Hi all,

Please accept my apology for the tardiness of the newsletter. I got tied up in some other business yesterday and didn’t get it done.

Anyway, there are a lot of things going on out here, especially difficult is the start and stop weather we’ve been having. But, fortunately it hasn’t effected the established crops as bad as I’d worried it would.

To start things off, here’s the proposed availability list for next Tuesday’s (3-27) delivery –

Young mustard greens – there will be a variety, but as I’m starting to get short on trays, you’ll get some but probably not all of the varieties you’ve been enjoying. If you have a favorite please let me know which one it is and I’ll try to make sure you get some of it. The mustard greens will be by the half tray.

Larger cooking greens – I have radish cooking greens and mustard cooking greens. If you have a preference please let me know.

Pea Threads – I’m still waiting for the heavily seeded trays to get big enough for harvest but I have some left from this week’s harvest. If you liked the pea thread sample in this week’s delivery, let me know and I’ll try to include extra for you. Pea threads will be a regular on the availability list until November.

Radishes – I took a look at the radish beds yesterday and I’m pretty sure that I’ll have radishes for everyone. These are the little French Breakfast radishes and they’ll be coming with the tops on, so if you like the radish cooking greens, you’ll be in luck next week.

Green Garlic – I still have a lot, but I’ll be digging this particular bed for replanting in another location. This will free up the area for other crops to be planted in (more snow peas anyone? or perhaps more radishes and carrots). This may be the last week for the green garlic. I have other beds  that are close to being big enough for harvest, so we may have a 2 week break in the green garlic after Tuesday’s delivery.

Baby Kale – My kale plants are going crazy and before I transplant them, I need to top them so they aren’t so stressed when I disturb the roots. Last week you got Blue Curled kale. This week you will get Lacinato. I’ll be seeding more pots to both varieties over the weekend and during the week next week. If you have a preference, let me know and I’ll seed extra for you. All of these plants, except the ones you order for your own use, will eventually be transplanted into permanent beds for our harvests during the fall and next winter.

Herbs – No herbs this week.

The default share will be a little of everything in the list above. If you want more of one thing or less of another go ahead and let me know before Sunday noon, and if I have extra I’ll include it for you. There are some things that are getting big enough they really do need to be cut back.

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Up and coming crops

I may well be thinning the carrot beds and the radish beds either next week or the following week. Which ever week I do that, you’ll receive baby carrots. I have Dark Night, Atomic Red, a yellow variety who’s name escapes me at the momment, and Danvers Half Long. The beds are planted pretty thickly, and they’re starting to look over grown. If you’ve never used them, don’t throw the tops away (if you’re used to using carrot tops you’ll know what I’m talking about). You can use the tops raw in salads, in soups and other cooked dishes as a fresh herb, or, if ya got a taste for these things, you can just eat ’em by themselves. They’re very strong, so I wouldn’t recomend eating too much of them at any one time. But they’re delicious.

I have yet to transplant the Mache, and now that we’re due for some nice weather over the next few days (and we really do deserve it after Wednesday night don’t you think?) I’ll be transplanting it as well as the onion sets and the younger green garlic that you’ve been receiving.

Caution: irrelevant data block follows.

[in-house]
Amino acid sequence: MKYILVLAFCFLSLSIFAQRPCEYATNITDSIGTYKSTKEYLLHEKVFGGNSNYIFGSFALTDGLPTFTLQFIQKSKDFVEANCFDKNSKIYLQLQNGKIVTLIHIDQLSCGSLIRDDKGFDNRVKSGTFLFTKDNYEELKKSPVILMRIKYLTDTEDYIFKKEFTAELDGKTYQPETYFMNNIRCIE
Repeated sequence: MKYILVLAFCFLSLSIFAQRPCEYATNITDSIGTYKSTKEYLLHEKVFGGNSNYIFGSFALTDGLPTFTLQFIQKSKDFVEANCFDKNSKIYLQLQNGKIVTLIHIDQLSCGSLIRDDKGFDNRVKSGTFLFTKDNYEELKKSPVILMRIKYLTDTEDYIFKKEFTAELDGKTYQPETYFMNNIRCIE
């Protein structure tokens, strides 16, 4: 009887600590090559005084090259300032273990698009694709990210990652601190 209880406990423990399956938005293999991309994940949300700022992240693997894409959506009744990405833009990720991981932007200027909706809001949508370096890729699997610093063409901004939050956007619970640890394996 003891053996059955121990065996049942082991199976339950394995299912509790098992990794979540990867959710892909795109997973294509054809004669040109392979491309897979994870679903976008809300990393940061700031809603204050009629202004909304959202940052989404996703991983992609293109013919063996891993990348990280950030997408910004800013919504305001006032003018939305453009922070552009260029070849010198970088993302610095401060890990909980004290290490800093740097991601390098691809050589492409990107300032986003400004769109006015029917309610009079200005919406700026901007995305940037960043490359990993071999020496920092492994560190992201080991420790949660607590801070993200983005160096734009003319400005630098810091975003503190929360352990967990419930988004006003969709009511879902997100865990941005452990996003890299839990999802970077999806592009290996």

Future crops

I have another tunnel that’s planted to mustard greens, cress, and a few other things. I’ll be seeding the equivalent of 400 trays to new crops – kale, pea threads, mustard greens, lettuce, Frisee endive, Kohlrabi (both purple and white), cilantro, arugula, spinach, chard, tatsoi, bok choi (green and purple),  beet greens.

Unless you let me know that there is something here that you don’t want, I’ll be doing a default seeding for everyone to each of these crops. The default for each is 1 tray.

On how to figure how much your default share is – the mustard greens you have been receiving have been by the half tray. Mostly what you’ve geen getting have been salad sized greens. As the greens mature, so will the volume produced by each tray. So a mature tray of, say, Southern Giant Curled will be around 4-6 times the volume of greens as the small, salad greens size. on the flip side, when these mustards get that big, they’re really better steamed than raw in a salad, unless you dress your salad with a vinegarette (takes the fire out of the greens) or you just like horseradish hot salads. When cooked, the greens greatly reduce in volume.

Same goes for the kale, arugula and beet greens until they get mature enough that they need to be cooked.

On things like lettuce, cilantro, chard, tatsoi, bok choi, they will be started in the plug trays and then transplanted. Each of you will have 1 tray (72 count) started for you. That means you will have 72 heads of lettuce, rosettes of choi and tatsoi, 72 pots of cilantro, etc.

For tender herbs like cilantro (now) and basil, etc. once the weather is dependably warm, I’ll be offering a plant swap. What you’ll do, if you want to do the plant swap, is you’ll let me know how many pots of something like cilantro you’d like. I’ll deliver it and you can take it home, use it as a fresh herb, and when you’ve used up the plant, you’ll swap it out for a fresh one. I’ll either pot the plant up to a bigger container, or I’ll plant in in a seed production bed. I’m planning on saving my own seed from a variety of crops this year. So I’ll need the plant back when you’re finished with it.

Otherwise, you can order by the bunch and I’ll cut it for you here on the farm.